Madam Speaker, currently, under the Controlled Drugs and Substances Act, the CDSA, it is illegal to produce, traffic or import methamphetamines and ecstasy, as it is for all illegal drugs. Bill C-475 would extend to the ingredients of methamphetamines and ecstasy and changes the act to make it illegal to produce, sell or import anything that would be used to produce the final product.
It is really a reincarnation of Bill C-428 from the 39th Parliament, only this version was changed to include ecstasy and a few other very minor wording changes. It is important to let people know that this bill does not include mandatory minimums, which is not like other crime bills that we have seen introduced by government members.
The main point about the bill is that it would not do very much to enable the justice system to deal more effectively or efficiently with methamphetamines or ecstasy. It may seem like it would because it talks about the ingredients of meth and ecstasy, but it would appear that the justice system already has an adequate way of dealing with this through its organized crime provisions in the Criminal Code.
At committee I was able to ask legislative counsel from the Department of Justice about the bill. I will like read from the transcript. The member from Halifax said:
Thank you, Mr. Chair. I have one question for you. Hopefully you can answer it. Do you see this amendment capturing any situation that isn't already covered by the organized crime provisions, or is it just the provision in and of itself that it's illegal to produce? Do you see this as actually having an impact?
The lawyer answered:
In terms of the production, I don't think so; nothing comes to mind. In terms of the impact on organized crime, I don't think it has an impact either.
The member from Halifax said:
Do you mean no impact positive or negative?
The Justice lawyer answered:
Hopefully it will have a positive effect in the sense that it will act as a deterrent, but in terms of the relationship between this offence and other offences, I don't think there is any.
The member from Halifax said:
Those are all my questions. Thanks.
Ultimately, it seems like it would not have very much of an effect. The lawyer did mention deterrence, however, the House has heard reams of evidence showing that deterrence is not really an effective strategy when it comes to drug crimes.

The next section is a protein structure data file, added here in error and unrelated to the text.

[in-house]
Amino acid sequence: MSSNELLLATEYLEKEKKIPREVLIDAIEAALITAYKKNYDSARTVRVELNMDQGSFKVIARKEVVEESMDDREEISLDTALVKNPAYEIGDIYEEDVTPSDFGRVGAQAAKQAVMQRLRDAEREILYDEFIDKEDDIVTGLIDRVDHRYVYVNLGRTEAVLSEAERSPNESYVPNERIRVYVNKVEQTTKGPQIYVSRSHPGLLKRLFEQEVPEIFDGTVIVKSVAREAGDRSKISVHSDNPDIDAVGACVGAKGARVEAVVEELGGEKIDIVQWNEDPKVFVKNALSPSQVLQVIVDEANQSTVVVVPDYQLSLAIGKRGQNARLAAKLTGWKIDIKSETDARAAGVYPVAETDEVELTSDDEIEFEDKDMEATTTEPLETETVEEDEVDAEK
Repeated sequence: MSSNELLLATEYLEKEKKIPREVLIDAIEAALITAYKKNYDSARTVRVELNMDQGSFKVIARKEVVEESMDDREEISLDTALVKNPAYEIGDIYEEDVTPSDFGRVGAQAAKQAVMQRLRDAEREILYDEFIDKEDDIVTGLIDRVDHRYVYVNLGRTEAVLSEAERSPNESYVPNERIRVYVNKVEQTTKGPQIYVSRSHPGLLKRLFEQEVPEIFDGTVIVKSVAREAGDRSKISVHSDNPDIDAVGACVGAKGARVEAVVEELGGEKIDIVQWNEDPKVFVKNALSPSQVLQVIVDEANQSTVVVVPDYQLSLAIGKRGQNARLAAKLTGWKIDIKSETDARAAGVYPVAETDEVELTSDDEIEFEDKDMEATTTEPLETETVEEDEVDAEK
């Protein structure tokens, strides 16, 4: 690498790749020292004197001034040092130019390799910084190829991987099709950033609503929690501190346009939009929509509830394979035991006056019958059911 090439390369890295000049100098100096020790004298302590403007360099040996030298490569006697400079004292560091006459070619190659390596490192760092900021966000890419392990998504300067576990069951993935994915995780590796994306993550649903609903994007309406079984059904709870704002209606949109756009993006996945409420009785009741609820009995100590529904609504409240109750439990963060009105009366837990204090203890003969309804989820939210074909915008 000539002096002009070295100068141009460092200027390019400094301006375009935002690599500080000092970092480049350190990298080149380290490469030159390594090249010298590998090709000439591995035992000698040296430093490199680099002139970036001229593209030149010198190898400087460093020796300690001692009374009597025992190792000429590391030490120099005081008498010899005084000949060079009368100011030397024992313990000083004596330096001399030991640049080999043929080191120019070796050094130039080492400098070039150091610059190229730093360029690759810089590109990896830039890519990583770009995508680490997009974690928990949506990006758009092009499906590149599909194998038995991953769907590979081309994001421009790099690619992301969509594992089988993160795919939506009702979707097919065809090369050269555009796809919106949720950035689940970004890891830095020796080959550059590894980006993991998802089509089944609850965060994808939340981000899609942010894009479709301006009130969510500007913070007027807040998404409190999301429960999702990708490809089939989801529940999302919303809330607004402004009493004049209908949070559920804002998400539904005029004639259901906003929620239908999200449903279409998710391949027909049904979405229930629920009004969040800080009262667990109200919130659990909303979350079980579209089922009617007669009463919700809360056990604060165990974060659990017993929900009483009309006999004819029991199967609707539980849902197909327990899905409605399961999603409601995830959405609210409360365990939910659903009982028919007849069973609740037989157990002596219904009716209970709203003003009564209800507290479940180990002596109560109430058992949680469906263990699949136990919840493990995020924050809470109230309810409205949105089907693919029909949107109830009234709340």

Should we support a bill that does not seem to have very much effect? Is this an example of the maxim, no harm, no foul? It is a private member's bill, so I submit that there are two considerations. First, I do respect any member's attempt to respond to the needs of his or her constituents by bringing forward a private member's bill. Our ability to bring forward legislation is a special privilege and it is a very challenging thing to see realized as there are so many steps to getting a piece of legislation through the House. Private member's bills are usually a direct response to the needs or the demands of constituents in a riding, so I tend to give a lot of weight to private member's bills, provided they are not harmful.
Therefore, I do congratulate the efforts that the member for West Vancouver—Sunshine Coast—Sea to Sky Country has made to see this bill through the House.
The second thing to consider when deciding how to vote on a private member's bill is the fact that it is a free vote and all members get to make up their mind on whether they will support it. If other members of the House were to ask me for my advice on whether they should support it, I would say that it was their choice. It does not seem to have much of an impact but it does not seem to have a negative impact either.